Plasmacytoid Dendritic Cells Activate Lymphoid-Specific Genetic Programs Irrespective of Their Cellular Origin
ABSTRACT The developmental origin of type I interferon (IFN)-producing plasmacytoid dendritic cells (PDCs) is controversial. In particular, the rearrangement of immunoglobulin heavy chain (IgH) genes in murine PDCs and the expression of pre-T cell receptor alpha (pTalpha) gene by human PDCs were proposed as evidence for their "lymphoid" origin. Here we demonstrate that PDCs capable of IFN production develop efficiently from both myeloid- and lymphoid-committed progenitors. Rearranged IgH genes as well as RAG transcripts were found in both myeloid- and lymphoid-derived PDCs. The human pTalpha transgenic reporter was activated in both myeloid- and lymphoid-derived PDCs at a level comparable to pre-T cells. PDCs were the only cell population that activated murine RAG1 knockin and human pTalpha transgenic reporters outside the lymphoid lineage. These results highlight a unique developmental program of PDCs that distinguishes them from other cell types including conventional dendritic cells.
- SourceAvailable from: Chien-Kuo Lee[Show abstract] [Hide abstract]
ABSTRACT: During infections and inflammation, plasmacytoid dendritic cells (pDCs) are the most potent type I interferon (IFN-I)-producing cells. However, the developmental origin of pDCs and the signals dictating pDC generation remain incompletely understood. Here, we report a synergistic role for IFN-I and Flt3 ligand (FL) in pDC development from common lymphoid progenitors (CLPs). Both conventional DCs (cDCs) and pDCs were generated from CLPs in response to FL, whereas pDC generation required higher concentrations of FL and concurrent IFN-I signaling. An absence of IFN-I receptor, impairment of IFN-I signaling, or neutralization of IFN-I significantly impeded pDC development from CLPs. Furthermore, FL induced IFN-I expression in CLPs, which in turn induced Flt3 up-regulation that facilitated survival and proliferation of CLPs, as well as their differentiation into pDCs. Collectively, these results define a critical role for the FL/IFN-I/Flt3 axis in pDC differentiation from CLPs.Journal of Experimental Medicine 10/2013; DOI:10.1084/jem.20130536 · 13.91 Impact Factor
- [Show abstract] [Hide abstract]
ABSTRACT: The pathways leading to the development of different dendritic cell (DC) subsets have long been unclear. In recent years, a number of precursors on the route to DC development, both under steady state and inflammatory conditions, have been described, and the nature of these pathways is becoming clearer. In addition, the development of various knockout mouse models and an in vitro system modelling DC development have revealed the role of numerous cytokines and transcription factors that influence DC development. Here, we review recent findings on the factors important in DC development in the context of the developmental pathways that have been described.Protein & Cell 08/2011; 2(8):620-30. DOI:10.1007/s13238-011-1088-0 · 2.85 Impact Factor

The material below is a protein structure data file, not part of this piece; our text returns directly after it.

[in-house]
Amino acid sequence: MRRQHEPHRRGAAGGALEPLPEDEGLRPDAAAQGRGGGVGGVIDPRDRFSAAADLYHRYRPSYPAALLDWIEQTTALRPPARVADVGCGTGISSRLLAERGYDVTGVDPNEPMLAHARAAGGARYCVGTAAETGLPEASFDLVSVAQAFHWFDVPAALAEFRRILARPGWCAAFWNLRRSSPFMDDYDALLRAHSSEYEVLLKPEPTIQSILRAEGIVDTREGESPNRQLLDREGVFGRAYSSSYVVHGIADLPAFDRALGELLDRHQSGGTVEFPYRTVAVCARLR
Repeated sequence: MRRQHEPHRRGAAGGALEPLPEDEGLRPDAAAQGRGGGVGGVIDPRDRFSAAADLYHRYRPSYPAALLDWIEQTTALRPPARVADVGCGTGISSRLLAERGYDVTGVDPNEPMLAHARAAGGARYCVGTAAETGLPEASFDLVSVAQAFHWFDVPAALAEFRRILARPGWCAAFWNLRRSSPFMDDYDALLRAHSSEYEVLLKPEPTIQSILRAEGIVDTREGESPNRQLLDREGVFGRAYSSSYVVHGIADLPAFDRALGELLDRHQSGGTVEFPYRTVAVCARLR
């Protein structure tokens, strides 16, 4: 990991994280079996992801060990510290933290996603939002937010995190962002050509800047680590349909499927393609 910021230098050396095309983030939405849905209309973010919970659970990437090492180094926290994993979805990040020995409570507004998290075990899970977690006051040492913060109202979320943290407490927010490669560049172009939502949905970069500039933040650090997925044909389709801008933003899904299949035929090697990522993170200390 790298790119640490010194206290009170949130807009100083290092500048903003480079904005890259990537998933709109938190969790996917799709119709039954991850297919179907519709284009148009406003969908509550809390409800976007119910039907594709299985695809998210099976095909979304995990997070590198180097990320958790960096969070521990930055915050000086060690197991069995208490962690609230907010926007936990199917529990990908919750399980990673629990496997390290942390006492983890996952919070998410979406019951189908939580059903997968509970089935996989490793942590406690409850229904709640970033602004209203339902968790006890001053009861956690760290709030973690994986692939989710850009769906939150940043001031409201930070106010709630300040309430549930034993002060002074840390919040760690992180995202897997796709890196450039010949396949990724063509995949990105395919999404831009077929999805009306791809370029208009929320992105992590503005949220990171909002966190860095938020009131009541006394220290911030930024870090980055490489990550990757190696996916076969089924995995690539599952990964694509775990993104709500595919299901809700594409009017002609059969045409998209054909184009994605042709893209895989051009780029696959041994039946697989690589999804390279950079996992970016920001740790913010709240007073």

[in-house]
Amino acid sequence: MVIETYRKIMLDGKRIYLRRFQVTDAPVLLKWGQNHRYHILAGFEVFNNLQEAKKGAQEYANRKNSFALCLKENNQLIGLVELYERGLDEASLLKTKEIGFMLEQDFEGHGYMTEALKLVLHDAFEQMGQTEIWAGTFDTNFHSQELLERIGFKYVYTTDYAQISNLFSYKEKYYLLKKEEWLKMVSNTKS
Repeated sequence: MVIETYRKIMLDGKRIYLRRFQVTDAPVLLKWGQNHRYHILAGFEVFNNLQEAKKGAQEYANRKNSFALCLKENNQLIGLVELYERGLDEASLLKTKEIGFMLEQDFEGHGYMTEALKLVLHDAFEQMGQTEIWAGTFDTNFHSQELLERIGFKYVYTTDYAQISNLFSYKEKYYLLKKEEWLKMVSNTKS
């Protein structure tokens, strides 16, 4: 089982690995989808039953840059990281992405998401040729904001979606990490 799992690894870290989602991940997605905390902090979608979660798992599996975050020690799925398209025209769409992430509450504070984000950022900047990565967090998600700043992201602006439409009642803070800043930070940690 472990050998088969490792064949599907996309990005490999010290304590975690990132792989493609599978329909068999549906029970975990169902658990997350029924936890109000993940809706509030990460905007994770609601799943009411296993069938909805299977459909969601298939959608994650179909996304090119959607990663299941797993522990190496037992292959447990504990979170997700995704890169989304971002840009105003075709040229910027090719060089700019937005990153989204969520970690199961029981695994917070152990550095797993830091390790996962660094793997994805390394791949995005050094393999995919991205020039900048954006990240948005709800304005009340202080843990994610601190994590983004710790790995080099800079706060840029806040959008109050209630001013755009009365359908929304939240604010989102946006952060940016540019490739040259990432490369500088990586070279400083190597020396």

- [Show abstract] [Hide abstract]
ABSTRACT: The interferon-producing plasmacytoid dendritic cells (pDCs) share common progenitors with antigen-presenting classical dendritic cells (cDCs), yet they possess distinct morphology and molecular features resembling those of lymphocytes. It is unclear whether the unique cell fate of pDCs is actively maintained in the steady state. We report that the deletion of transcription factor E2-2 from mature peripheral pDCs caused their spontaneous differentiation into cells with cDC properties. This included the loss of pDC markers, increase in MHC class II expression and T cell priming capacity, acquisition of dendritic morphology, and induction of cDC signature genes. Genome-wide chromatin immunoprecipitation revealed direct binding of E2-2 to key pDC-specific and lymphoid genes, as well as to certain genes enriched in cDCs. Thus, E2-2 actively maintains the cell fate of mature pDCs and opposes the "default" cDC fate, in part through direct regulation of lineage-specific gene expression programs.Immunity 12/2010; 33(6):905-16. DOI:10.1016/j.immuni.2010.11.023 · 19.75 Impact Factor